Oscar Recap and My Top Twelve Films of 2016

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Now that I’ve reviewed all the Best Picture nominees, with the exception of Moonlight, I thought I’d rank them to give a clearer picture of my regard for each of them. As I said in my La La Land post, 2016 has produced one of the best crops of awards contenders in a while, most of which have earned a spot on my Top 365 list. While I haven’t seen the actual Best Picture winner, I’m still convinced that La La Land should have won, even though most of the others would have been worthy of winning in a weaker year. So here they are again in order:

Moonlight – not seen

8.  Manchester By the Sea

7.  Hell or High Water

6.  Fences

5.  Lion

4.  Arrival

3.  Hidden Figures

2.  Hacksaw Ridge

1.  La La Land

 

And although my third blogiversary post listed my favorite newly watched films last year, here’s also a Top Twelve list of my favorite films of 2016 overall, just to put the previous ranking in perspective. I still haven’t seen nearly as many as a lot of bloggers, including ones of interest like Passengers, Moana, The Red Turtle, Queen of Katwe, and A Monster Calls, but this is the first year that I feel I’ve seen enough to warrant a list like this. I don’t think I’ve seen anyone else with this particular ranking, so at least I know this list is all my own. Thus, here’s my countdown of all the films I enjoyed or would recommend from 2016, from least to best. I hope 2017 will be just as good or better!

First, the Runners-Up:

Midnight Special

Miracles from Heaven

X-Men: Apocalypse

Race

The Young Messiah

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Hell or High Water

The Jungle Book

Hunt for the Wilderpeople

10 Cloverfield Lane

Kung Fu Panda 3

Sing Street

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Fences

Life, Animated

Kubo and the Two Strings

Finding Dory

 

12.  Doctor Strange

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11.  Star Trek Beyond

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10.  Lion

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9.  Eddie the Eagle

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8.  Arrival

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7.  Your Name

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6.  Hidden Figures

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5.  Hacksaw Ridge

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4.  Zootopia

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3.  Rogue One: A Star Wars Story

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2.  Captain America: Civil War

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1.  La La Land

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Hacksaw Ridge (2016)

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Though shots ring out both far and near,
And men engage in hate and fear,
I will not.
I’ll do my duty, honorbound,
But for my faith, I’ll stand my ground,
As I ought.

Though every man insist that I
Should join their wish that others die,
I cannot.
And when war’s done, my heart’s belief
Will hold more worth and bear less grief
Than they thought.
___________________

MPAA rating: R (solely for violence)

Perhaps appropriately considering its subject matter, Hacksaw Ridge caused me a bit of a crisis of conscience. I don’t typically watch extremely violent movies, which is why I’ve avoided films like Braveheart and anything Tarantino, and I was very hesitant to see Hacksaw Ridge after hearing of the intensity of its battle sequences. My VC, who is of the same mind, urged me not to, but there were enough positive elements inherent in the story of conscientious objector and war hero Desmond Doss that I decided to risk it. That actually made Hacksaw Ridge the first R-rated film I’d seen in the theater, and by the end, I was glad I did.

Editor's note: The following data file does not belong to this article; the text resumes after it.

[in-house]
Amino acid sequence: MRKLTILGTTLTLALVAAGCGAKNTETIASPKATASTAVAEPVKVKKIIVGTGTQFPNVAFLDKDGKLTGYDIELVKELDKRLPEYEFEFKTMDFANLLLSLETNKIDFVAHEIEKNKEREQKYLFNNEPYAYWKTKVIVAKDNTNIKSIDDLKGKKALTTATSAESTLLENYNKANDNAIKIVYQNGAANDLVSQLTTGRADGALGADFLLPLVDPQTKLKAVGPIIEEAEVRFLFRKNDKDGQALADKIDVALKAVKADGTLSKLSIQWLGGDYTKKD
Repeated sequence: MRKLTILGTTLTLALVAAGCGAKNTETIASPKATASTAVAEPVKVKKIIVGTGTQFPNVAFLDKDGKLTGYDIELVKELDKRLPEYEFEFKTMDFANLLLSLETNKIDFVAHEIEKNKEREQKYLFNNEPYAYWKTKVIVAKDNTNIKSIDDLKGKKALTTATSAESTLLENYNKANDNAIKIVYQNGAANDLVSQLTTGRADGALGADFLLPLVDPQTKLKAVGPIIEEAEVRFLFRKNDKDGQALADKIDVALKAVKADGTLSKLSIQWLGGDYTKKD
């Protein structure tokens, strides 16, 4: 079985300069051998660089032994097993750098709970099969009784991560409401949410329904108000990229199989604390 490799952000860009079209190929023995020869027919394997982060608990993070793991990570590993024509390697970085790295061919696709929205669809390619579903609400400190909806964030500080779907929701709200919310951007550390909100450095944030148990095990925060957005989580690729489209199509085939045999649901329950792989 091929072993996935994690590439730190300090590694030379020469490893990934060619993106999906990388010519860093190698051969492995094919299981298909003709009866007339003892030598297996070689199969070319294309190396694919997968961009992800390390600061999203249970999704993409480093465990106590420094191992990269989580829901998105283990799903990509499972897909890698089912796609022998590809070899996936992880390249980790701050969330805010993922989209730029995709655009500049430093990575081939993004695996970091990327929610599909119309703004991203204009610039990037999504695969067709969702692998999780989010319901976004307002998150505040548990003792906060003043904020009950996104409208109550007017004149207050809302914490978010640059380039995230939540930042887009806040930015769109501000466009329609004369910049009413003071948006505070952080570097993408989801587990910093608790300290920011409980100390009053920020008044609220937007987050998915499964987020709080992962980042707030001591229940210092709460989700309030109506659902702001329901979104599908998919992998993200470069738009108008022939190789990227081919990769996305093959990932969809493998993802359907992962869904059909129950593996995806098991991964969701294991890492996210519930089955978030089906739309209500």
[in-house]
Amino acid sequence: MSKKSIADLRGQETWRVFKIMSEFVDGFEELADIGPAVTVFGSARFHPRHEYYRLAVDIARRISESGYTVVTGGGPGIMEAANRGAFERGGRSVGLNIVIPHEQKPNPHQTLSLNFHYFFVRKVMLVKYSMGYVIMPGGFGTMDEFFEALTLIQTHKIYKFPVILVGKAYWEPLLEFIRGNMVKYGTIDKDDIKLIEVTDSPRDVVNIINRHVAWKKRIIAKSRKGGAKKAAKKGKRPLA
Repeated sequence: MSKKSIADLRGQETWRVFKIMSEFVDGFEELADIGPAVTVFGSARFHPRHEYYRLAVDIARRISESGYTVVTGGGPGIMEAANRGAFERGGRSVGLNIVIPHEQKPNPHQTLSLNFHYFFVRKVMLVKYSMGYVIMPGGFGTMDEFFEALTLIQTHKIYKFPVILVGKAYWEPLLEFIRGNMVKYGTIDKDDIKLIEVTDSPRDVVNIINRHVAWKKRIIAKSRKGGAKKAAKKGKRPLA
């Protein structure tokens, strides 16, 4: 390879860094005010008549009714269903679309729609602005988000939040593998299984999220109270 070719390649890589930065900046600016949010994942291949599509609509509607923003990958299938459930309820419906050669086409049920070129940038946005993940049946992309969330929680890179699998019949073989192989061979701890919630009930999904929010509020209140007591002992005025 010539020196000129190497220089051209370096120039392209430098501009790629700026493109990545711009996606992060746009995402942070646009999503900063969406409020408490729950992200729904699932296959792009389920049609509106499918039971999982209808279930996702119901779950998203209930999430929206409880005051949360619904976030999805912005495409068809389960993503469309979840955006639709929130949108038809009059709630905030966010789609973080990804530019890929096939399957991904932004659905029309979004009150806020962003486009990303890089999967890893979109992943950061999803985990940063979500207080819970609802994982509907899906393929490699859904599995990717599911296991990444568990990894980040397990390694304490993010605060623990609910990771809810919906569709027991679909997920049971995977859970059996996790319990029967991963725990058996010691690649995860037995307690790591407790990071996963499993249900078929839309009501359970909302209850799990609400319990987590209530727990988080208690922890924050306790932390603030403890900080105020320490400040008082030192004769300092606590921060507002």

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Mel Gibson may have shot his reputation in the foot years ago, but his talent as a filmmaker is undeniable, and it’s surprising and inspiring that he’s been somewhat forgiven by Hollywood, based on the number of Oscar nominations and wins Hacksaw Ridge received. His latest film has a lot in common with The Passion of the Christ; both carry deep religious meaning for Christians especially and also indulge in some gut-wrenching bloodshed that mark them as clearly not for everyone. It took me a while to work up the nerve for Passion of the Christ, but now I watch it every Good Friday; Hacksaw Ridge, likewise, requires a strong stomach in parts, but the overall story makes it worth it.

Andrew Garfield hardly seemed like an obvious choice for the potential Oscar-magnet role of Doss, but he was a massive surprise; he’s no longer that second-rate Spider-Man. As Desmond, he’s folksy but determined, earnest but firm, kind but tenacious, a man who wants to help others at any cost to himself, in short a true hero. Other casting examples were also less-than-obvious choices, such as Vince Vaughn as Desmond’s drill sergeant with a deadpan sense of humor or Hugo Weaving as his war-haunted father. Everyone involved does a phenomenal job, particularly Weaving, and even if the collection of fellow soldiers Desmond meets in boot camp don’t all register at first viewing, the quality of the acting never lapses.

The film is basically broken into two parts: the first half sees Desmond enlist as a medic and deal with the consequences and persecution from his refusal to carry a gun, while the second focuses on the decisive battle at Hacksaw Ridge and proves this supposed coward as anything but. I’ve seen some reviews criticize the beginning as preachy and heavy-handed, but I feel that one’s opinion of Desmond and his father waxing eloquent about freedom of religion and the Constitution depends on how dearly one holds such conservative values. I found it refreshing for a mainstream film to extol the First Amendment and the right of someone to serve his country as his faith allows. Desmond may be a Seventh Day Adventist with views that not every Christian holds, but his right to uphold his own principles is the same.